An essay upon Master W. Potters designe, concerning a bank of lands to be erected throughout this common-wealth: whereby lands may be improved in a new way to become the ground for increase of trading, and of publique and private revenues, and accomodations, represented thus briefly, by a person of singular zeal and integrity to all publike interest,
appeared originally as an appendix to:
A discoverie for division or setting out of land, as to the best form, published by Samuel Hartlib, Esquire, for direction and more advantage and profit of the adventurers and planters in the fens and other waste and undisposed places in England and Ireland ; whereunto are added some other choice secrets or experiments of husbandry, with a philosophical quere concerning the cause of fruitfulness ; and an essay to shew how all lands may be improved in a new way to become the ground of the increase of trading and revenue to this common-wealth
and this text is described as “Imparted in a letter to Samuel Hartlib by Cressy Dymock.”
Hartlib, who was among the founders of the Royal Society, appears to be fodder for extensive study on his own, some of it bibliographical. He was vitally interested in questions of “husbandry,” which appears in this instance to amount to a concern with what later radicals would call “the land question.” Several of Hartlib’s books consist of letters from others in his circle, and library citations are full of questions about attribution. One source attributes An Essay upon Master W. Potter’s designe to Sir Cheney Culpeper. Potter, Cressy Dymock, and Robert Child all seem to have been part of Hartlib’s circle, and all were concerned with the productivity of the land and the prosperity of the people. Robert Markley notes a contribution to a volume titled Samuel Hartlib His Legacy of Husbandry, by Potter, in which he claims that “the capacity of inriching this Nation, is in a sort infinite.” It looks like our land bank pioneers also, unsurprisingly, labored in some other interesting directions. [So. . . off go the library requests. More later, including William Potter’s works themselves.]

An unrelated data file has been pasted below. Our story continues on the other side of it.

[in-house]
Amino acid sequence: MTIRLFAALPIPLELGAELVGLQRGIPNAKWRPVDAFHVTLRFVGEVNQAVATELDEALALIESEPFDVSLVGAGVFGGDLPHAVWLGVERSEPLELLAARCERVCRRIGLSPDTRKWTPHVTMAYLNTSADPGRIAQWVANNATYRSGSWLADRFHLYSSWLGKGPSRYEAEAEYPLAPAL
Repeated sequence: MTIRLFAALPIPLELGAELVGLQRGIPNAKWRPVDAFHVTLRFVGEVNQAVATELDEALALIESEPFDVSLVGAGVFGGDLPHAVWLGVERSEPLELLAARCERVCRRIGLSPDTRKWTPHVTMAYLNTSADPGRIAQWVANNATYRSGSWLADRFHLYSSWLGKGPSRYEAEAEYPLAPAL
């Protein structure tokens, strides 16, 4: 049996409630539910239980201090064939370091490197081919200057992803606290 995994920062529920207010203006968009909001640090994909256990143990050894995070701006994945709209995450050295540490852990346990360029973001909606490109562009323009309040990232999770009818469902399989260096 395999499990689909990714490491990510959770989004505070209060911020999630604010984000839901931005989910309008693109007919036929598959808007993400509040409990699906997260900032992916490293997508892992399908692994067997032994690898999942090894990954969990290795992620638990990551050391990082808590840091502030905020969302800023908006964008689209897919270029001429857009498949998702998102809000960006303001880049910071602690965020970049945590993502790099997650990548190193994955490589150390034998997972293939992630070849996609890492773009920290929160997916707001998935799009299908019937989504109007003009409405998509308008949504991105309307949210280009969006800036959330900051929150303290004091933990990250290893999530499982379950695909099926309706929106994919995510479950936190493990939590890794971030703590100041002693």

There is an interesting manuscript transcription of the work, from 1732, available for sale online.